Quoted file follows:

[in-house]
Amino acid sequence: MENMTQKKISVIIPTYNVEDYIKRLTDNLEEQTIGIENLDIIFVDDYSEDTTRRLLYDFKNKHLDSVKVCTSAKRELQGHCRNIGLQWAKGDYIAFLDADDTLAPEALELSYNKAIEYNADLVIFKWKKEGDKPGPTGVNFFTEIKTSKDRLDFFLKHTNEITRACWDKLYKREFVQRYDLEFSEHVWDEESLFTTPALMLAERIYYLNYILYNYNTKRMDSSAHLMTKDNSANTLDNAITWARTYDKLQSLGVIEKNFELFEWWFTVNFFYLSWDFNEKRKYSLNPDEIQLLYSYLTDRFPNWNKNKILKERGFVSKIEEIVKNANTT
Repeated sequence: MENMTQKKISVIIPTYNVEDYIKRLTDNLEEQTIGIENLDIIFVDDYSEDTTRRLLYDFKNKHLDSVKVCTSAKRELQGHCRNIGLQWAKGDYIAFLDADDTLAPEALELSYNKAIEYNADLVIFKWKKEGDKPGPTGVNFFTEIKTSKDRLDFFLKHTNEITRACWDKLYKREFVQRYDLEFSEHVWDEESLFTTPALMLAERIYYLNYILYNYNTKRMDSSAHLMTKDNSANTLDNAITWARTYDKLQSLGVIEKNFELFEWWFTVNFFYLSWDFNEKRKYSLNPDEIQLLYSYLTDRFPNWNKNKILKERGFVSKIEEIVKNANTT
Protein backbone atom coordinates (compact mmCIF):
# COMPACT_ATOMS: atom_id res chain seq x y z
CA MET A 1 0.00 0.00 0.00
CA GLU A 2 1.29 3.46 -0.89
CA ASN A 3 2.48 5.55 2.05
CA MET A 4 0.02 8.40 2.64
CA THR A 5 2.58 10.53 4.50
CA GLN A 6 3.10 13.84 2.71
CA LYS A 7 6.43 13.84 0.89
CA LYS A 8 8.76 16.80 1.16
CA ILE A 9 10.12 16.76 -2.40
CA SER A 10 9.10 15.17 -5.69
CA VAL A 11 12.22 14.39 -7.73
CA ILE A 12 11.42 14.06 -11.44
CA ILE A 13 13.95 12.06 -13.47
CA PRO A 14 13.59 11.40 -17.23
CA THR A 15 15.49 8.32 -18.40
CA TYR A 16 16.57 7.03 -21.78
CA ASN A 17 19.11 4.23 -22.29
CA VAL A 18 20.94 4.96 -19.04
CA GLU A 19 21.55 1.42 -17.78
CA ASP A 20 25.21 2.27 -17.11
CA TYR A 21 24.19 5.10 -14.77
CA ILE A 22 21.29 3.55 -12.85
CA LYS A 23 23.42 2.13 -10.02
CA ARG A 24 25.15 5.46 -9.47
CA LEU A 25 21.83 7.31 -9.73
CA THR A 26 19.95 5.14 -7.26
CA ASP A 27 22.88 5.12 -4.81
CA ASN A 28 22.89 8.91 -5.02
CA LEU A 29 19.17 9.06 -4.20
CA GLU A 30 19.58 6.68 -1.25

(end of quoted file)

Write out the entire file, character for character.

[in-house]
Amino acid sequence: MENMTQKKISVIIPTYNVEDYIKRLTDNLEEQTIGIENLDIIFVDDYSEDTTRRLLYDFKNKHLDSVKVCTSAKRELQGHCRNIGLQWAKGDYIAFLDADDTLAPEALELSYNKAIEYNADLVIFKWKKEGDKPGPTGVNFFTEIKTSKDRLDFFLKHTNEITRACWDKLYKREFVQRYDLEFSEHVWDEESLFTTPALMLAERIYYLNYILYNYNTKRMDSSAHLMTKDNSANTLDNAITWARTYDKLQSLGVIEKNFELFEWWFTVNFFYLSWDFNEKRKYSLNPDEIQLLYSYLTDRFPNWNKNKILKERGFVSKIEEIVKNANTT
Repeated sequence: MENMTQKKISVIIPTYNVEDYIKRLTDNLEEQTIGIENLDIIFVDDYSEDTTRRLLYDFKNKHLDSVKVCTSAKRELQGHCRNIGLQWAKGDYIAFLDADDTLAPEALELSYNKAIEYNADLVIFKWKKEGDKPGPTGVNFFTEIKTSKDRLDFFLKHTNEITRACWDKLYKREFVQRYDLEFSEHVWDEESLFTTPALMLAERIYYLNYILYNYNTKRMDSSAHLMTKDNSANTLDNAITWARTYDKLQSLGVIEKNFELFEWWFTVNFFYLSWDFNEKRKYSLNPDEIQLLYSYLTDRFPNWNKNKILKERGFVSKIEEIVKNANTT
Protein backbone atom coordinates (compact mmCIF):
# COMPACT_ATOMS: atom_id res chain seq x y z
CA MET A 1 0.00 0.00 0.00
CA GLU A 2 1.29 3.46 -0.89
CA ASN A 3 2.48 5.55 2.05
CA MET A 4 0.02 8.40 2.64
CA THR A 5 2.58 10.53 4.50
CA GLN A 6 3.10 13.84 2.71
CA LYS A 7 6.43 13.84 0.89
CA LYS A 8 8.76 16.80 1.16
CA ILE A 9 10.12 16.76 -2.40
CA SER A 10 9.10 15.17 -5.69
CA VAL A 11 12.22 14.39 -7.73
CA ILE A 12 11.42 14.06 -11.44
CA ILE A 13 13.95 12.06 -13.47
CA PRO A 14 13.59 11.40 -17.23
CA THR A 15 15.49 8.32 -18.40
CA TYR A 16 16.57 7.03 -21.78
CA ASN A 17 19.11 4.23 -22.29
CA VAL A 18 20.94 4.96 -19.04
CA GLU A 19 21.55 1.42 -17.78
CA ASP A 20 25.21 2.27 -17.11
CA TYR A 21 24.19 5.10 -14.77
CA ILE A 22 21.29 3.55 -12.85
CA LYS A 23 23.42 2.13 -10.02
CA ARG A 24 25.15 5.46 -9.47
CA LEU A 25 21.83 7.31 -9.73
CA THR A 26 19.95 5.14 -7.26
CA ASP A 27 22.88 5.12 -4.81
CA ASN A 28 22.89 8.91 -5.02
CA LEU A 29 19.17 9.06 -4.20
CA GLU A 30 19.58 6.68 -1.25